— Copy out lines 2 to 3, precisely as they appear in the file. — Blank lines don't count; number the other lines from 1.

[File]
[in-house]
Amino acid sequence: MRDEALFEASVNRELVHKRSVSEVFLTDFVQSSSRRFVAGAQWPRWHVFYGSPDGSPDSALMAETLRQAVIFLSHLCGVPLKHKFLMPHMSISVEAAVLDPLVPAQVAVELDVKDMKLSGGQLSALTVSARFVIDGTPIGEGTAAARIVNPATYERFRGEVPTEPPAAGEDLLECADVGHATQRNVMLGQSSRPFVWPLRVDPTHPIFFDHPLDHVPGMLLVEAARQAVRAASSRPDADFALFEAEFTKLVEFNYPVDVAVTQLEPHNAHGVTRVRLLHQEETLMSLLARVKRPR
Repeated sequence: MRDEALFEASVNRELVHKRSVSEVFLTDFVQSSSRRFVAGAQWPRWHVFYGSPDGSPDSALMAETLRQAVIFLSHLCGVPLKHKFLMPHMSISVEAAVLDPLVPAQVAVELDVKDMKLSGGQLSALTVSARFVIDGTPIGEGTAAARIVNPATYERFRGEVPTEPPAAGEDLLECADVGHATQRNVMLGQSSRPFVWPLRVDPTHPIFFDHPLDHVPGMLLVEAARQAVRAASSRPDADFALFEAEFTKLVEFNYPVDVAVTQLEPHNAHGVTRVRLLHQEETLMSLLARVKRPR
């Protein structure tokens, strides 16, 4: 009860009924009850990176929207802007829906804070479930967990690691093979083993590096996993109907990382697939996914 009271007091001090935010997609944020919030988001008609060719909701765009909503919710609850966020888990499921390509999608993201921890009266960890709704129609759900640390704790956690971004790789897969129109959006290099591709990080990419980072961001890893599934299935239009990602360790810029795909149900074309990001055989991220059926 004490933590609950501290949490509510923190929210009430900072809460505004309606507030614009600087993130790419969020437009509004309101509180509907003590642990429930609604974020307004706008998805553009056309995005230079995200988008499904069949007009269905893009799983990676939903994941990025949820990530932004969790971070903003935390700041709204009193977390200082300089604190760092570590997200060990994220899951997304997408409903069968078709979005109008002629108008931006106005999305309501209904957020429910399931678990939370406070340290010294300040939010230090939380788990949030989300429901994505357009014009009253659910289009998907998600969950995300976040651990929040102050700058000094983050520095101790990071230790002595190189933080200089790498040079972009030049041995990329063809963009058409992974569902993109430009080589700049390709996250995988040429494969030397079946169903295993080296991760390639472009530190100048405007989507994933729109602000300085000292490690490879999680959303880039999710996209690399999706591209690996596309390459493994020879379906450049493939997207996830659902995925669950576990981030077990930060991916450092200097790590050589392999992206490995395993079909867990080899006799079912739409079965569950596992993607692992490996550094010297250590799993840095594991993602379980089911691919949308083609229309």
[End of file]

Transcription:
Amino acid sequence: MRDEALFEASVNRELVHKRSVSEVFLTDFVQSSSRRFVAGAQWPRWHVFYGSPDGSPDSALMAETLRQAVIFLSHLCGVPLKHKFLMPHMSISVEAAVLDPLVPAQVAVELDVKDMKLSGGQLSALTVSARFVIDGTPIGEGTAAARIVNPATYERFRGEVPTEPPAAGEDLLECADVGHATQRNVMLGQSSRPFVWPLRVDPTHPIFFDHPLDHVPGMLLVEAARQAVRAASSRPDADFALFEAEFTKLVEFNYPVDVAVTQLEPHNAHGVTRVRLLHQEETLMSLLARVKRPR
Repeated sequence: MRDEALFEASVNRELVHKRSVSEVFLTDFVQSSSRRFVAGAQWPRWHVFYGSPDGSPDSALMAETLRQAVIFLSHLCGVPLKHKFLMPHMSISVEAAVLDPLVPAQVAVELDVKDMKLSGGQLSALTVSARFVIDGTPIGEGTAAARIVNPATYERFRGEVPTEPPAAGEDLLECADVGHATQRNVMLGQSSRPFVWPLRVDPTHPIFFDHPLDHVPGMLLVEAARQAVRAASSRPDADFALFEAEFTKLVEFNYPVDVAVTQLEPHNAHGVTRVRLLHQEETLMSLLARVKRPR